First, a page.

SPOTLIGHTED PODCAST ALERT (YOUR ARTICLE BEGINS A FEW INCHES DOWN)...
Magnus (Nick Aldis) is currently recovering from an elbow injury that will sideline him into 2016. However, he is looking forward to a new chapter of his wrestling career that could lead to WWE.
Aldis is currently the top star for Jeff Jarrett’s upstart Global Force Wrestling promotion, which he is enjoying compared to his TNA run. Not to say that GFW is a springboard to WWE, but Magnus would like to end up there, if for no other reason than to re-connect with teenage buddy “King” Wade Barrett.
“There’s a story there, we wrestled each other once upon a time back when I was 18 and he was 24, 25, or something,” Aldis told The Inquisitr promoting his “Superstar Body” book. “Now we’re both adults at our careers, we’ve done what we’ve done, grew up in two different parts. It’d be an interesting story to tell, to be able to document our early lives and come back around to where we are now in our prime.
“I’d be lying if I said I didn’t envision myself at WWE. I think everybody from my generation in the U.K. thought of that because that was the show, it was the only thing we got on TV. So of course, I’ve thought about that and how it would feel to walk out in NXT, or Monday Night RAW, or Smackdown and that’s a cool feeling.”
Aldis said “that’s an opportunity that may or may not come to me,” so he is not going to wait around for the shot. So, he’s pouring himself into GFW, which hopes to land a TV home soon, after leaving TNA with a sour taste in his mouth.
“The structure of GFW is completely different, it’s very much to me how I always imagined a wrestling company should be. You know, it’s very much like everyone is on the same page, everyone is treated with respect and there’s no ego when it comes to the people in charge. There’s Jeff, there’s Scott D’Amore, Kevin Sullivan, and Keith Mitchell is at TVs, Sonjay [Dutt] has a big role and wears a lot of hats in GFW. No one there is walking around like ‘I’m the big boss, everyone has to respect me and if you get on the wrong side of me, you’re gonna pay, I’m gonna bury you.’ There’s none of that.”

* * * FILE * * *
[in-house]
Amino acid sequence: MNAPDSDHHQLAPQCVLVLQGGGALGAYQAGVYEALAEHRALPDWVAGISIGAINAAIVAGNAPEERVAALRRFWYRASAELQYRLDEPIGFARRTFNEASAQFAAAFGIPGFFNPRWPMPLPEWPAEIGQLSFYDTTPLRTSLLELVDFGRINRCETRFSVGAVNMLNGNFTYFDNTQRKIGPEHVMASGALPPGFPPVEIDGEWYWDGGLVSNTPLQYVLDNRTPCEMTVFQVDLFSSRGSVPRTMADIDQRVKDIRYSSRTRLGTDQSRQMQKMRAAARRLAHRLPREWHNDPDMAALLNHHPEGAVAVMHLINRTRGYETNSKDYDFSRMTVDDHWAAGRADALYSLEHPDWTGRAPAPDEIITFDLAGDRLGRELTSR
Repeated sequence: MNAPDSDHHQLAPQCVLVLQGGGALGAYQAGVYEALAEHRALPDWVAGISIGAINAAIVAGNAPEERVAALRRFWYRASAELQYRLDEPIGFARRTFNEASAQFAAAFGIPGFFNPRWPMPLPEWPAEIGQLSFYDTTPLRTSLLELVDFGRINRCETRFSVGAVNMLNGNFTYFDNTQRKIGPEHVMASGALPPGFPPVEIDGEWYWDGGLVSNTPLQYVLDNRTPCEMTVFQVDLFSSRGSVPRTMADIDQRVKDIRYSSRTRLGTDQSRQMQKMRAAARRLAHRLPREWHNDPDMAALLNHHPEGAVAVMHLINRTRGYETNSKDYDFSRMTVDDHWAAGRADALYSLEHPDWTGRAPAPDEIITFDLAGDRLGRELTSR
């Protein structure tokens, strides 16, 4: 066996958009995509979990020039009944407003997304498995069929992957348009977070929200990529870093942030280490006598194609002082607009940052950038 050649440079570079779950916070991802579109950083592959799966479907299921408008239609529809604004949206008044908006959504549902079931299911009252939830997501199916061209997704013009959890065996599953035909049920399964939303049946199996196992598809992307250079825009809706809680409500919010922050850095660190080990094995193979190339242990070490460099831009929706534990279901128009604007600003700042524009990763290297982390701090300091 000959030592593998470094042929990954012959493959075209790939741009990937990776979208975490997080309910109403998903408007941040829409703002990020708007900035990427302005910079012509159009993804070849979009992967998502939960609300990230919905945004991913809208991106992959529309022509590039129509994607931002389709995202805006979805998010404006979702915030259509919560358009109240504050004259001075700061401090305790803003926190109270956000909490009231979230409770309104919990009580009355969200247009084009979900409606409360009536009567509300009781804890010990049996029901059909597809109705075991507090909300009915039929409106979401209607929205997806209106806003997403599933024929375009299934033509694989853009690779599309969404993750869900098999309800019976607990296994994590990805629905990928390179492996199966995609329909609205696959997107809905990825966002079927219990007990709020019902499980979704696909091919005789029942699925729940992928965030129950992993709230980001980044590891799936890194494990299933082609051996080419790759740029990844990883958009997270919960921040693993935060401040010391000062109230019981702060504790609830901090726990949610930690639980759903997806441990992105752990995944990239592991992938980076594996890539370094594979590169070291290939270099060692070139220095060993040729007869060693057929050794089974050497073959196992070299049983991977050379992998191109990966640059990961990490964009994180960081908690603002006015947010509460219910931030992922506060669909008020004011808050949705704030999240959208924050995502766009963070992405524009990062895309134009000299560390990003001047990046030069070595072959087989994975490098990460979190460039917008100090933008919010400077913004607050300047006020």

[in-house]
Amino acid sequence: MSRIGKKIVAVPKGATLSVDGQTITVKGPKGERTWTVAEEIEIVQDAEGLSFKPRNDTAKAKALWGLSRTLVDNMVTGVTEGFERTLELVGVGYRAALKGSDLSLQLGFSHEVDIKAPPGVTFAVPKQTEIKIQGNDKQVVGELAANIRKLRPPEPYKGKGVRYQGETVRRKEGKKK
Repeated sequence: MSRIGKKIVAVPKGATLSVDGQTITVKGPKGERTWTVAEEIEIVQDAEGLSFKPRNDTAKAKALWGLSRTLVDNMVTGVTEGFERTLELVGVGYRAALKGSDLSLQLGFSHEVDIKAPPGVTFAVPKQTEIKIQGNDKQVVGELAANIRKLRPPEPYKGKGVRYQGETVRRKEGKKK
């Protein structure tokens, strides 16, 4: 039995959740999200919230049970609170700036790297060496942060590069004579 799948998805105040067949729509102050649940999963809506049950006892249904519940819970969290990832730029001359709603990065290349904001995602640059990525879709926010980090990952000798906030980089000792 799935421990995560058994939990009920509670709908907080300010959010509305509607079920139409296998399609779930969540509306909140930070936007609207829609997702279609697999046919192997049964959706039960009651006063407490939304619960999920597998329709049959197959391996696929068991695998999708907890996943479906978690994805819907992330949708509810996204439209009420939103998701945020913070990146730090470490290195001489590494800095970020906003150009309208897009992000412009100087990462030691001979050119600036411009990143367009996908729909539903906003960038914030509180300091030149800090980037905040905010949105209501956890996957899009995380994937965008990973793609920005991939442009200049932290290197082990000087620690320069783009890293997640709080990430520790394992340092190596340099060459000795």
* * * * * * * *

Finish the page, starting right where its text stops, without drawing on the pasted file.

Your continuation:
Aldis said the backstage politics in TNA and a final run involving James Storm, his belle Mickie James, and the infamous train incident was the final straw for him.
“We hated it, we all hated it. When it was pitched to us, we all tried desperately to change it to something else but the guy in charge (Aldis did not name a name) wasn’t having anything to do with it and was convinced it would be great. That’s just a perfect example of one of the reasons why I left, we all said that was a bad idea and we all gave what I thought were good alternatives and were basically told ‘do what we tell you,'” Aldis said.
Also in the interview, Aldis talked about the best part of his TNA run – working with the likes of Kurt Angle, Jeff Hardy, Samoa Joe, and Bobby Roode, who all made him better in the ring in different ways.
“If you’re a fan of Kurt Angle, you should get this book just to read Kurt’s insight into his mental preparation, how he approaches training, and how he’s been able to try and stay healthy despite all his injuries and health problems. It’s really remarkable what he contributed to the book so I’m very grateful to him for that,” Aldis said.
[ FYI: Aldis’s new book, “The Superstar Body: Real-World Techniques for Achieving Your Goals,” is available on Amazon.com ]